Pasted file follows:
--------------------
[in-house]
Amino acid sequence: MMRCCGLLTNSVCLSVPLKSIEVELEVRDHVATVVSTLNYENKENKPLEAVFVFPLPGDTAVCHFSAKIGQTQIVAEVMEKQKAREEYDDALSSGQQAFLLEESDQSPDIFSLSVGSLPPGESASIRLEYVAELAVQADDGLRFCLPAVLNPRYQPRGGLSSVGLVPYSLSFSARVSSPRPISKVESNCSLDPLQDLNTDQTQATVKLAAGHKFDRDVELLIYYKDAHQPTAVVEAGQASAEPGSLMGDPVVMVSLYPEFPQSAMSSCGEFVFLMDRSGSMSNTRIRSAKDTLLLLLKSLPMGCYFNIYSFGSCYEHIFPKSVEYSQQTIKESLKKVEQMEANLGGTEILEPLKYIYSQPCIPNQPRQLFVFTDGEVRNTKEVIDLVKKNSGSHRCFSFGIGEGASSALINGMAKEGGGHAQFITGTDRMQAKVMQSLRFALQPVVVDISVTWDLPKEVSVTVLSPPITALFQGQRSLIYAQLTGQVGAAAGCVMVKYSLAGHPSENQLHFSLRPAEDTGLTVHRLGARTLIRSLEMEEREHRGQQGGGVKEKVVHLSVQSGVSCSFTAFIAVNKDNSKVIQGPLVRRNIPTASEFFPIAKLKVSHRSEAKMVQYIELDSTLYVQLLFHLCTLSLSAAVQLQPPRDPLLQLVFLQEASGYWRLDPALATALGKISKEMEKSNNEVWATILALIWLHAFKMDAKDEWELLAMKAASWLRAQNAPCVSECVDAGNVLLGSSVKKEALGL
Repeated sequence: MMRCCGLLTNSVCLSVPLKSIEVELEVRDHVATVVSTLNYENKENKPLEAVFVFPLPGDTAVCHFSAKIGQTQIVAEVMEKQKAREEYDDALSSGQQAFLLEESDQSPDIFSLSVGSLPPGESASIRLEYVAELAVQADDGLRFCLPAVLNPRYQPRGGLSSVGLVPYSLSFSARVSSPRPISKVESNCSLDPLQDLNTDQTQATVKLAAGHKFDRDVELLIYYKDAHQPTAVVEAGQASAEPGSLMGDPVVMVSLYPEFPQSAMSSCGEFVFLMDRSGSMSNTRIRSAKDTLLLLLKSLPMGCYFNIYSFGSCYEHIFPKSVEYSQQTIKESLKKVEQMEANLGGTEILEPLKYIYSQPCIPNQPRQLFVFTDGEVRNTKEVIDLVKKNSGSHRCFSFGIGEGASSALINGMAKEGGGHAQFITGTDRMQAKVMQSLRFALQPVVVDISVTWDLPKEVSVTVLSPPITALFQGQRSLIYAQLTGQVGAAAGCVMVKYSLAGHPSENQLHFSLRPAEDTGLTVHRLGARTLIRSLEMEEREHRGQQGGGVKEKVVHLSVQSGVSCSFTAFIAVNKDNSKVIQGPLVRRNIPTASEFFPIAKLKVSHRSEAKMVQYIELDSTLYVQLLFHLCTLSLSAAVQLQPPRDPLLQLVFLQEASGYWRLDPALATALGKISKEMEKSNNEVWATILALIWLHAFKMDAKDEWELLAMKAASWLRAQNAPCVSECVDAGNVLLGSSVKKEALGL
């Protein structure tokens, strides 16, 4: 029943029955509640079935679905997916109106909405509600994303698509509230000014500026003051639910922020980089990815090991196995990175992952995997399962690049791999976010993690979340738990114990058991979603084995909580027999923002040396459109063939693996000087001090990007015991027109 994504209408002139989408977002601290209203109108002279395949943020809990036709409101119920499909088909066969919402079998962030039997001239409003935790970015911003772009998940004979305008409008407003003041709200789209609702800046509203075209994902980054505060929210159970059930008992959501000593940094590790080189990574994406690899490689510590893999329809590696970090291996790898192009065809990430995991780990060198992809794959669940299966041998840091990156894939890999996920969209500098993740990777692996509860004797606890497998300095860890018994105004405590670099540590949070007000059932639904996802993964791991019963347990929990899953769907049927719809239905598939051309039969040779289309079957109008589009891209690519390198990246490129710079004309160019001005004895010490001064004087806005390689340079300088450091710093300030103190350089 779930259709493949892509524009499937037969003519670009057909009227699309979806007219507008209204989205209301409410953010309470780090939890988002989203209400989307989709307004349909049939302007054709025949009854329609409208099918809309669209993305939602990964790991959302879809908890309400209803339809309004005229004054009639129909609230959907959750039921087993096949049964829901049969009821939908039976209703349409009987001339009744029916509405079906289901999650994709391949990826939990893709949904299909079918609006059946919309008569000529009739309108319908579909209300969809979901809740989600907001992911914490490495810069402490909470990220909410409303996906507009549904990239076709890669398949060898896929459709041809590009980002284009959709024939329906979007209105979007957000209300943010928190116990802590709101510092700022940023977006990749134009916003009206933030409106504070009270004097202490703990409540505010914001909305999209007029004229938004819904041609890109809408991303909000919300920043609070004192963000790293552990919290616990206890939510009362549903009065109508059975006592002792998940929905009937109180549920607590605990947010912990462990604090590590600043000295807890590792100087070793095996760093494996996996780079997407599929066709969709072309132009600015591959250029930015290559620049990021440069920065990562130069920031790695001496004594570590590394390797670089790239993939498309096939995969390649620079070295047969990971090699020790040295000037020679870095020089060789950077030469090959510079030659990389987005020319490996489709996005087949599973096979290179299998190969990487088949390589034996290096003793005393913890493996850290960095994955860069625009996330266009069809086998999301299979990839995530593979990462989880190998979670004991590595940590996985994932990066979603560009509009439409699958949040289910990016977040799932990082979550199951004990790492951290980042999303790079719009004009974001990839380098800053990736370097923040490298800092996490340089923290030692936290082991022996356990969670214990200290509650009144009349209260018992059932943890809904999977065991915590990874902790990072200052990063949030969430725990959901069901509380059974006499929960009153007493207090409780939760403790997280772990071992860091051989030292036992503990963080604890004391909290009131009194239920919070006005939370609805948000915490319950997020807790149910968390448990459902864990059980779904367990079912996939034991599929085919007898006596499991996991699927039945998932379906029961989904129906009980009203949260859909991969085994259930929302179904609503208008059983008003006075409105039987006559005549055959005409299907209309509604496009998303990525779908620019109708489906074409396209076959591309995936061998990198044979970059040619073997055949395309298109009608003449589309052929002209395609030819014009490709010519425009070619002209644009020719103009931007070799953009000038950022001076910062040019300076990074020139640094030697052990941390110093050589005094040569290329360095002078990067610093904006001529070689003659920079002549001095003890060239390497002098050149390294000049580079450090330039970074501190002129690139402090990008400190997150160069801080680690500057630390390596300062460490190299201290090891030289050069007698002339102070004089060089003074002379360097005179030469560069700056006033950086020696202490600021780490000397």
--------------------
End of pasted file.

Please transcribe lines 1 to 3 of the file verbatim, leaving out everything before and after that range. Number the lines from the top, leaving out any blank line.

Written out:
[in-house]
Amino acid sequence: MMRCCGLLTNSVCLSVPLKSIEVELEVRDHVATVVSTLNYENKENKPLEAVFVFPLPGDTAVCHFSAKIGQTQIVAEVMEKQKAREEYDDALSSGQQAFLLEESDQSPDIFSLSVGSLPPGESASIRLEYVAELAVQADDGLRFCLPAVLNPRYQPRGGLSSVGLVPYSLSFSARVSSPRPISKVESNCSLDPLQDLNTDQTQATVKLAAGHKFDRDVELLIYYKDAHQPTAVVEAGQASAEPGSLMGDPVVMVSLYPEFPQSAMSSCGEFVFLMDRSGSMSNTRIRSAKDTLLLLLKSLPMGCYFNIYSFGSCYEHIFPKSVEYSQQTIKESLKKVEQMEANLGGTEILEPLKYIYSQPCIPNQPRQLFVFTDGEVRNTKEVIDLVKKNSGSHRCFSFGIGEGASSALINGMAKEGGGHAQFITGTDRMQAKVMQSLRFALQPVVVDISVTWDLPKEVSVTVLSPPITALFQGQRSLIYAQLTGQVGAAAGCVMVKYSLAGHPSENQLHFSLRPAEDTGLTVHRLGARTLIRSLEMEEREHRGQQGGGVKEKVVHLSVQSGVSCSFTAFIAVNKDNSKVIQGPLVRRNIPTASEFFPIAKLKVSHRSEAKMVQYIELDSTLYVQLLFHLCTLSLSAAVQLQPPRDPLLQLVFLQEASGYWRLDPALATALGKISKEMEKSNNEVWATILALIWLHAFKMDAKDEWELLAMKAASWLRAQNAPCVSECVDAGNVLLGSSVKKEALGL
Repeated sequence: MMRCCGLLTNSVCLSVPLKSIEVELEVRDHVATVVSTLNYENKENKPLEAVFVFPLPGDTAVCHFSAKIGQTQIVAEVMEKQKAREEYDDALSSGQQAFLLEESDQSPDIFSLSVGSLPPGESASIRLEYVAELAVQADDGLRFCLPAVLNPRYQPRGGLSSVGLVPYSLSFSARVSSPRPISKVESNCSLDPLQDLNTDQTQATVKLAAGHKFDRDVELLIYYKDAHQPTAVVEAGQASAEPGSLMGDPVVMVSLYPEFPQSAMSSCGEFVFLMDRSGSMSNTRIRSAKDTLLLLLKSLPMGCYFNIYSFGSCYEHIFPKSVEYSQQTIKESLKKVEQMEANLGGTEILEPLKYIYSQPCIPNQPRQLFVFTDGEVRNTKEVIDLVKKNSGSHRCFSFGIGEGASSALINGMAKEGGGHAQFITGTDRMQAKVMQSLRFALQPVVVDISVTWDLPKEVSVTVLSPPITALFQGQRSLIYAQLTGQVGAAAGCVMVKYSLAGHPSENQLHFSLRPAEDTGLTVHRLGARTLIRSLEMEEREHRGQQGGGVKEKVVHLSVQSGVSCSFTAFIAVNKDNSKVIQGPLVRRNIPTASEFFPIAKLKVSHRSEAKMVQYIELDSTLYVQLLFHLCTLSLSAAVQLQPPRDPLLQLVFLQEASGYWRLDPALATALGKISKEMEKSNNEVWATILALIWLHAFKMDAKDEWELLAMKAASWLRAQNAPCVSECVDAGNVLLGSSVKKEALGL